Leaders of Papua New Guinea and Australia have signed a Comprehensive Strategic and Economic Partnership.
PNG’s prime minister James Marape and his Australian counterpart Scott Morrison signed the partnership at a virtual summit yesterday.
The agreement looks to elevate relations in areas including security, social and human development, and economic co-operation.
Marape thanked Australia for its ongoing support to PNG for fighting covid-19 amidst a worrying surge in cases in the capital Port Moresby.
Morrison told his counterpart it was hard to believe how much the world had changed since their last bilateral summit a year ago.
“The impact on our countries, our peoples, on our societies, our economies has been simply devastating. And I know that has been true as much for Papua New Guinea as it has been for Australia,” Morrison said.
A statement from Marape’s office said the Papua New Guinea-Australia Comprehensive Strategic and Economic Partnership (CSEP) provided the strategic context to elevate and advance relations between both countries over the next ten years and beyond and encompasses commitments around six core pillars:
(1) Strong Democracies for a Stable Future
(2) Close Friends, Enduring Ties
(3) Economic Partnership for Prosperity
(4) Strategic Cooperation for Security and Stability
(5) Social and Human Development
(6) Near Neighbours, Global Partners
Prime Minister Marape said “each of these pillars embody the mutual values and beliefs that our two nations share”, adding that the partnership fell within the framework of PNG’s ‘friends to all and enemies to none’ foreign policy approach.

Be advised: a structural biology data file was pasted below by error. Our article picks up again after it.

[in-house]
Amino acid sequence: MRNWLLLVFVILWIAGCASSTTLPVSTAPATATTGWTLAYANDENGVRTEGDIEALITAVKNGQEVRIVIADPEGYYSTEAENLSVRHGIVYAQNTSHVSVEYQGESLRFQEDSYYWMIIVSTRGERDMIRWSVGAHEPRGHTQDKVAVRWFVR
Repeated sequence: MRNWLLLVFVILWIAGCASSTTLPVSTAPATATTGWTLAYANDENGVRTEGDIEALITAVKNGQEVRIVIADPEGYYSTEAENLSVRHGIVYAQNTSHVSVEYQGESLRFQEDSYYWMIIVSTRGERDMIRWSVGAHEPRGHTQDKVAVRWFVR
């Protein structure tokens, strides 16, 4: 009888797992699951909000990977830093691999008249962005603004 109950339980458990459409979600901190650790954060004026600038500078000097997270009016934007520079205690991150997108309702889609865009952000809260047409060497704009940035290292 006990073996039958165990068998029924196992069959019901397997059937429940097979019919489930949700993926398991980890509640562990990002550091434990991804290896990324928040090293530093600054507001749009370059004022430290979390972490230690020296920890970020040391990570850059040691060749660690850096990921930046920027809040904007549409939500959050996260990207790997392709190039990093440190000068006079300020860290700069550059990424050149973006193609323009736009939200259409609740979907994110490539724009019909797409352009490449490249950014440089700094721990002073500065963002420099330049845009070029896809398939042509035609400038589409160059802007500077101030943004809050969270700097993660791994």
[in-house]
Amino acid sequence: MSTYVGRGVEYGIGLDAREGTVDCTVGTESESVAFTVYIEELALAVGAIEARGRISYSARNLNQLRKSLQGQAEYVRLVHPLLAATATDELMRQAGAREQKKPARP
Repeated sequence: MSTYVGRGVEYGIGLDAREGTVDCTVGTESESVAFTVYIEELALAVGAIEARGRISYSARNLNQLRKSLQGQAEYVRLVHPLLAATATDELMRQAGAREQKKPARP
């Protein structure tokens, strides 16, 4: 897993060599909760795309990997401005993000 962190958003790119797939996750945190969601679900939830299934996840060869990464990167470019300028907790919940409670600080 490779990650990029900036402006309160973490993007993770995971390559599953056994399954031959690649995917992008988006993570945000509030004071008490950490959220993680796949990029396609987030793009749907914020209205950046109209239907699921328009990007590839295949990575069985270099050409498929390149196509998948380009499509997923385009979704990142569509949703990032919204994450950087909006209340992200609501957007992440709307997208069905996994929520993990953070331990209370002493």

“I am particularly pleased that the agreement recognises our government’s ambition to see 50 percent of donor programs dedicated to supporting improved, high-quality social and economic infrastructure consistent with our longer term goals”, Marape said.
During their discussions, Prime Minister Marape conveyed gratitude to the Australian Government for its “generous and continuous support” funding of US$475,000, medical supplies, including shipment of 12,000 rapid test kits, and specialised Australian doctors to assist PNG in its fight against covid-19.
He also indicated that PNG looked forward to accessing financial assistance from the Australian Infrastructure Financing Facility for the Pacific which is touted as assisting in the delivery of much needed quality infrastructure to support the nation’s economic growth and recovery.
Furthermore, Marape welcomed Australia’s announcement with regards to the Solar Electrification project in the Markham Valley, valued at more than US$11-million, and reaffirmation of Australia’s joint support with the US, Japan and New Zealand for the Rural Electrification Program.
During the summit, Marape informed Morrison of the need for PNG officials to undertake domestic consultations on the planned redevelopment of the Lombrum Naval Base on Manus Island in PNG’s far north.
The joint plan, agreed to in 2018, was billed as a deal to upgrade PNG Defence Force facilities at Manus’ Lombrum naval base, with the US also agreeing to support it when PNG hosted APEC in November that year.
It would also allow Australian and US military forces access to the base.
But Manus Governor Charlie Benjamin has warned PNG’s parliament that his people have not been consulted about the plan, warning that the plan couldn;t go ahead without their approval.
Last month, PNG’s Foreign Minister Patrick Pruaitch said the government would review the plan.
During yesterday’s summit, Marape said consultations would need to take place with the Manus Provincial Government and relevant State Agencies before progressing the matter with Australian counterparts.
Also on the security front, Morrison and Marape reasserted current Defence and Police Cooperation arrangements.
They said they looked forward to developing a new Defence Cooperation Programme over the next three years, covering the need for strengthening land and sea border security and surveillance.